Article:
I don’t really want to talk about whether it’s dead or not. I don’t know. I know a lot of intelligent people who are still involved, and I think that it will have a huge impact on American religion for many years to come. My sense is that what died was “emerging” as an evangelical re-branding effort. The evangelical movement could not control the Gen Xers, so they will declare them dead. But the people who were writing interesting things are still writing. Those reeling from the after-effects of evangelicalism have not gone away. People who struggle to respond faithfully to postmodernism have not gone away. Whatever is happening, it’s clear that a transition is occurring and there are things that we can learn right now.

I say “we” with discomfort. I have felt shut out of the “Emergent” movement. I am a pastor in a historic, intergenerational congregation with traditional liturgy. A few years ago, when I asked an Emergent writer and leader if there was room for me, if the conversation could be about both/and (both innovation and tradition), he told me clearly and emphatically, “No.” Denominations were going to die at any moment, and I was holding onto a lumbering dinosaur. I was not part of a denominational church so that I could live out the fullness of my calling in a community of faith, but in order to gain power for myself.

As someone who grew up in a church that systematically oppressed women, who was constantly told that my calling into ministry was a sin and the only reason I felt a longing to minister was because I could not accept my God-given role of submission, and I was all about power, the soundtrack sounded the same…even though the intent was different. I feared that people in the movement did not understand the difference between abusive power and spiritual empowerment. I bolted.

(And, yes, for anyone who doesn’t believe me, I’ll be happy to give anyone the name, place, date and precise time of the conversation. I will email it to you though. I won’t do it publicly. But, remember, if you keep questioning the validity of people who complain because your experience has been different, then you just might be contributing to the problem.)

Many people wonder why I often make a distinction that I am not a part of the capital “E” “Emergent” movement, even though I write about being faithful in the midst of postmodernism and cultural shifts. Not to mention the fact that I dearly love many who are in the heart of the movement. It’s because that was one of many conversations that I’ve had. In spite of this, I have found friends among the loyal radicals—those who are in the midst of denominations, understand the shifts in culture, and are working to respond faithfully to them.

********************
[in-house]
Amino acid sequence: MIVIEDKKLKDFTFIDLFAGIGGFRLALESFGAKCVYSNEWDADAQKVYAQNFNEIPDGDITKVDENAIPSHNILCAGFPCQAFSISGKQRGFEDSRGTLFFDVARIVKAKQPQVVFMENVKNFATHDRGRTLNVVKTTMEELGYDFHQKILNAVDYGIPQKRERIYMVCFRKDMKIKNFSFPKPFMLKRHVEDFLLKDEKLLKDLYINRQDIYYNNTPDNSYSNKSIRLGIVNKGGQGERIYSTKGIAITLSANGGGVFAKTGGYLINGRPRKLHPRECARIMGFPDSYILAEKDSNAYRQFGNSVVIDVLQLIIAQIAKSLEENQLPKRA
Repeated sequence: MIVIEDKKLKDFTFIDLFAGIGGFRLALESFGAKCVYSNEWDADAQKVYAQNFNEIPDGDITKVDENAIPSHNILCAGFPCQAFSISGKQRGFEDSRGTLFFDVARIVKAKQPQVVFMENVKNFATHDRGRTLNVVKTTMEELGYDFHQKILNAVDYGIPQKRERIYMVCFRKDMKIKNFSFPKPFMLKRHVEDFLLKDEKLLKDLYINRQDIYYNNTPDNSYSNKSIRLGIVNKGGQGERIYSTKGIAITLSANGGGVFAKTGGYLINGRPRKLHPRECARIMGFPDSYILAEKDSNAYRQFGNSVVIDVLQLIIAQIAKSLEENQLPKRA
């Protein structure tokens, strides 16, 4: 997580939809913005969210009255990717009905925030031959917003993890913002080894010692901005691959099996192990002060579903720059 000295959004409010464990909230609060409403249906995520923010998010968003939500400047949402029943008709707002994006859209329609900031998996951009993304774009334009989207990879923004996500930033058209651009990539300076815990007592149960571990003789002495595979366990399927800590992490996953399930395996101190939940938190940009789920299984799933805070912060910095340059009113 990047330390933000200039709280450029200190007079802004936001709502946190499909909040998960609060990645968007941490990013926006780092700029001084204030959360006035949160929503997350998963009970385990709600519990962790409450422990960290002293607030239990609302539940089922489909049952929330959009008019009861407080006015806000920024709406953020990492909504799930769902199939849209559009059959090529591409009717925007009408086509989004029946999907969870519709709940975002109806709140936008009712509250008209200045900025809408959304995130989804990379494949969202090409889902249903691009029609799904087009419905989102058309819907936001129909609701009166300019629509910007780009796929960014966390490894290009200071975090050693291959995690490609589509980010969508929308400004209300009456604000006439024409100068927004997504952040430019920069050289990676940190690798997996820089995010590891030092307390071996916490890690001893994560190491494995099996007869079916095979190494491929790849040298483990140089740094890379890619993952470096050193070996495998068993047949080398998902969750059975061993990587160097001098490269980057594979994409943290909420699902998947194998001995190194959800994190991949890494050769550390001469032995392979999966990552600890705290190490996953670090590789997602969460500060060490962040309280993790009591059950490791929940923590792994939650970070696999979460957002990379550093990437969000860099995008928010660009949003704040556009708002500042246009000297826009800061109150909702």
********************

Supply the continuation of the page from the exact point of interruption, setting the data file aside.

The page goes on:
The Emergent movement might be dead. Denominations might die. But God’s not dead. I guess the question is, what we can learn in all this? How can we retool? How can we keep being the hands and feet of Christ in the midst of the shifts and changes? What is God calling us to become? Here are a couple of things that I have learned from this larger conversation.

First, we need each other. We need the tradition and wisdom of the generations who have come before us. We need the Boomers and the Builders. And we need the church movements of the past. We need the wisdom that comes from church structures and we need the passion that breeds in the postevangelical movement. There is no way that we can shut out all evangelicals and all denominational Christians and expect that a movement will survive.

Second, we will need to be kind with each other when it comes to financial security. Often times, in our new church movements, we can heap shame on each other for not starting new churches, or guilt one another for not giving everything up and living with the poor. If a person receives a pension then she’s a sell-out. If he receives book royalties then he’s a sell-out. Shoot… if a person runs ads on her blog and gets a monthly check for $1.27, she’s a sell-out. If he blogs for Beliefnet, he’s a sell-out.

If we continue this sort of hardcore attitude, it may be difficult for us to sustain in the long run. Many of us have families. We have student loans and mortgage payments. We love Jesus, but our kids need backpacks to go back to school. Many of us hope that we will not be eating dog food when we retire. We will keep having difficulty planting churches and working for social justice if we don’t have some realization that sometimes we need money. Our ministries need money. That doesn’t make us greedy capitalists. That doesn’t make us all about power. It’s just reality.

Third (and I have been clumsy as I’ve talked about this in the past, but I still think there’s more to say), when people complain that they are being left out (women, LGBTs, different ethnicities), there has been an assumption in the Emergent movement that there is no power structure, so there is no way that people can be left out.

It’s important to understand when we have power. And it’s vital that we use it to empower others in their ministries. If we want a diverse conversation, we will need to make sure that it happens. There are many people who have been historically left out of church leadership. Some have been ill-treated blatantly or discreetly. As a result, they just don’t have sharp elbows. They will not push themselves up to the table and make a place with ease. Those of us who are people of privilege will need to understand this. We will need to keep making spaces and extending invitations.